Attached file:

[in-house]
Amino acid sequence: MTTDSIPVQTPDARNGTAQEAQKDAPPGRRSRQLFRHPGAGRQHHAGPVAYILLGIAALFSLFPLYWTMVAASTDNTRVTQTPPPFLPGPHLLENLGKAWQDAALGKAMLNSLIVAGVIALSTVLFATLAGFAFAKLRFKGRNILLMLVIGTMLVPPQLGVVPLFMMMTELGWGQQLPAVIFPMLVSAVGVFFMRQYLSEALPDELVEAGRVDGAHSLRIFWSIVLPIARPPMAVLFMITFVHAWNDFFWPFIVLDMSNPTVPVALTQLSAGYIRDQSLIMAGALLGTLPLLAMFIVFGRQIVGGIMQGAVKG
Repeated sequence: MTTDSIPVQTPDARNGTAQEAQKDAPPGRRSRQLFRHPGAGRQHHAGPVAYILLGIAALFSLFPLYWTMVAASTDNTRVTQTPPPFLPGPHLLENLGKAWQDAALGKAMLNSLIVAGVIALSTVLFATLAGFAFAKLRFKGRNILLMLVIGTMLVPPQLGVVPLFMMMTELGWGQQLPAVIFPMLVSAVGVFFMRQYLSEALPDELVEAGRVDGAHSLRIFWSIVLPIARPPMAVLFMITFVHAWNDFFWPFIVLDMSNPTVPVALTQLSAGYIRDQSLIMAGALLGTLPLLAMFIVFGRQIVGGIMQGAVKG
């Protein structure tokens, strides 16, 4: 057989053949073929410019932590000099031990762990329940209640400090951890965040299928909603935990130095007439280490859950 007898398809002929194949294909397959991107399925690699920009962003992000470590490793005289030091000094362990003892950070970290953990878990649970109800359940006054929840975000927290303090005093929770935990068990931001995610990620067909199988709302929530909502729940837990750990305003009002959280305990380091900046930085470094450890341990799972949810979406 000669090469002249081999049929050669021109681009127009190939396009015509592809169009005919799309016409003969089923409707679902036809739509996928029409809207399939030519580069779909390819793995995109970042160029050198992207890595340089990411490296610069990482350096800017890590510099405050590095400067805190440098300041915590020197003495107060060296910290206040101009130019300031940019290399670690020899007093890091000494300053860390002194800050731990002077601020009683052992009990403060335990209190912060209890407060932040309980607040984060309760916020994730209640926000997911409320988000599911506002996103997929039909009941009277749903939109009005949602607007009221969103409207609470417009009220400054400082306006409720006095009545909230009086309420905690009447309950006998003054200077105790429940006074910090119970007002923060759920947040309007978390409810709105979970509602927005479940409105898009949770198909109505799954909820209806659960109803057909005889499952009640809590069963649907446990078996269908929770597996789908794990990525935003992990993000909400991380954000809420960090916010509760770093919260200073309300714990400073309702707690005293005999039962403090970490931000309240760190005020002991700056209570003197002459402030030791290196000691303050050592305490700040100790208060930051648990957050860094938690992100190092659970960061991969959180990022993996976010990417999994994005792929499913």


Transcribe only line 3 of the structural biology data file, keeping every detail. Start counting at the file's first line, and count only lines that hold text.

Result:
Repeated sequence: MTTDSIPVQTPDARNGTAQEAQKDAPPGRRSRQLFRHPGAGRQHHAGPVAYILLGIAALFSLFPLYWTMVAASTDNTRVTQTPPPFLPGPHLLENLGKAWQDAALGKAMLNSLIVAGVIALSTVLFATLAGFAFAKLRFKGRNILLMLVIGTMLVPPQLGVVPLFMMMTELGWGQQLPAVIFPMLVSAVGVFFMRQYLSEALPDELVEAGRVDGAHSLRIFWSIVLPIARPPMAVLFMITFVHAWNDFFWPFIVLDMSNPTVPVALTQLSAGYIRDQSLIMAGALLGTLPLLAMFIVFGRQIVGGIMQGAVKG